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MicKell v. Police Dept. of Scranton

United States District Court, M.D. Pennsylvania

October 10, 2017

JOHNNIE MICKELL, Plaintiff,
v.
POLICE DEPT. OF SCRANTON, et al., Defendants.

          SAPORITO MAGISTRATE JUDGE

          MEMORANDUM ORDER

          A. Richard Caputo United States District Judge

         Presently before me is the Report and Recommendation of Magistrate Judge Joseph F. Saporito, Jr. (Doc. 45), which recommends that Plaintiff's motion for preliminary injunction (Doc. 33) be denied, multiple motions to dismiss filed by Defendants (Docs. 15, 18, 20, 26) be granted, and Plaintiff's claims be dismissed without leave to amend. Plaintiff timely objected to the Report and Recommendation (Doc. 46), arguing that he was illegally incarcerated in Lackawanna County prison and that he states claims under 42 U.S.C. § 1983, as well as claims for false imprisonment, civil conspiracy, negligence, gross negligence, and slander. The Report and Recommendation is adopted, Plaintiff's objections are overruled, and the Complaint is dismissed without leave to amend.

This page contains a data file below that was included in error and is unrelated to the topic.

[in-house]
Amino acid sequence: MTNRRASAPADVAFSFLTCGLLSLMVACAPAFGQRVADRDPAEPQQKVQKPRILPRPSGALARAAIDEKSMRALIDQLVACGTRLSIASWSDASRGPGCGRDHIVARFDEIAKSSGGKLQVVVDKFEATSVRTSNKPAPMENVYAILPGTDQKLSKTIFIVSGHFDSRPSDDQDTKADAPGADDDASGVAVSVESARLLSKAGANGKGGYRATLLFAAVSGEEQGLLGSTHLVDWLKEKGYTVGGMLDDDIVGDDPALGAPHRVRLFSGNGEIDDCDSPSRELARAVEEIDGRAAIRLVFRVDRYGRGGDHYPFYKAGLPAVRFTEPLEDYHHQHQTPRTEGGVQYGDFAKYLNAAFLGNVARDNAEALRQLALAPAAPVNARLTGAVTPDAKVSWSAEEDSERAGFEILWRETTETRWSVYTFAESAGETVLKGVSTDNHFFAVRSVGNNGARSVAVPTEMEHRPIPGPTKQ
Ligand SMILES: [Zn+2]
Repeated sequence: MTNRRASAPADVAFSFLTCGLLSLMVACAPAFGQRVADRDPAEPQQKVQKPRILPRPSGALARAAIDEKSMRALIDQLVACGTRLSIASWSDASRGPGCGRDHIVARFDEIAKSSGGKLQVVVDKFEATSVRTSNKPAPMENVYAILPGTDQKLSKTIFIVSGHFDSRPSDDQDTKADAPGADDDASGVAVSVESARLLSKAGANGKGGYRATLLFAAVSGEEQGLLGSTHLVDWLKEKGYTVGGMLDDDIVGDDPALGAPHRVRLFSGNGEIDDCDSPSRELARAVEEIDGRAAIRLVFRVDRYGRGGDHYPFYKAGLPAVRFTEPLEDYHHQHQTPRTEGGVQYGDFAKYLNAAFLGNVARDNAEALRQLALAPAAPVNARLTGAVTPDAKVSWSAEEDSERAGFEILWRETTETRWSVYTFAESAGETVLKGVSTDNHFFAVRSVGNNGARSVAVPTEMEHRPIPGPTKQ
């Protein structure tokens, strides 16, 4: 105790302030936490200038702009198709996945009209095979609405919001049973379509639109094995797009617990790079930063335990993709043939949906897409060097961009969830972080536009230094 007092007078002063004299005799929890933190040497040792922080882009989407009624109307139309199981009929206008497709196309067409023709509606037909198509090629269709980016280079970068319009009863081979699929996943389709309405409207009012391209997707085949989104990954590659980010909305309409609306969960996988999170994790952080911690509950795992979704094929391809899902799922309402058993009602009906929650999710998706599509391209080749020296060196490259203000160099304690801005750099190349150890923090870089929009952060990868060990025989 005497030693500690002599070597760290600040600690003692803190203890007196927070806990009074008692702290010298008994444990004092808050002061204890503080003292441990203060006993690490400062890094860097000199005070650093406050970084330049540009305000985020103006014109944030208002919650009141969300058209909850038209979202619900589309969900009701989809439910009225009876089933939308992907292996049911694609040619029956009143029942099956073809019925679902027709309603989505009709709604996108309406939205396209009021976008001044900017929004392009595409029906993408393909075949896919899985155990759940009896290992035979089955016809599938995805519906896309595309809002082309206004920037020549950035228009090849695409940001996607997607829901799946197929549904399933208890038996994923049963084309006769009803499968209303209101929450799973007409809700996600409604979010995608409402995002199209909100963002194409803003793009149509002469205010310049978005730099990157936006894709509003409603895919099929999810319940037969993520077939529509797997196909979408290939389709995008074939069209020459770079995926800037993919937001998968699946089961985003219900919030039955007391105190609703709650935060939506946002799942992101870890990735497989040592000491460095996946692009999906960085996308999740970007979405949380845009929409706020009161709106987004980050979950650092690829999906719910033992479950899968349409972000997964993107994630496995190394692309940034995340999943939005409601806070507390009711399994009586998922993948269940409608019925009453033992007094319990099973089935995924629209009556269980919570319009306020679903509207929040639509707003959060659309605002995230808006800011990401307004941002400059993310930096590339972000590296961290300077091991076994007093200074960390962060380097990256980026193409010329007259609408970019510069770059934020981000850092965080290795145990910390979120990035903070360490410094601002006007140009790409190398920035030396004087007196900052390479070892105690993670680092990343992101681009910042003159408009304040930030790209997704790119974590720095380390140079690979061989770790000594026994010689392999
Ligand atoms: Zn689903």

When objections to the magistrate judge's Report are filed, the court must conduct a de novo review of the contested portions of the Report. Sample v. Diecks, 885 F.2d 1099, 1106 n.3 (3d Cir. 1989) (citing 28 U.S.C. § 636(b)(1)). However, this only applies to the extent that a party's objections are both timely and specific; if objections are merely “general in nature, ” the court “need not conduct a de novo determination.” Goney v. Clark, 749 F.2d 5, 6-7 (3d Cir. 1984). Indeed, the Third Circuit has instructed that “providing a complete de novo determination where only a general objection to the report is offered would undermine the efficiency the magistrate system was meant to contribute to the judicial process.” Id. at 7. In conducting a de novo review, the court may accept, reject, or modify, in whole or in part, the factual findings or legal conclusions of the magistrate judge. See 28 U.S.C. § 636(b)(1); Owens v. Beard, 829 F.Supp. 736, 738 (M.D. Pa. 1993).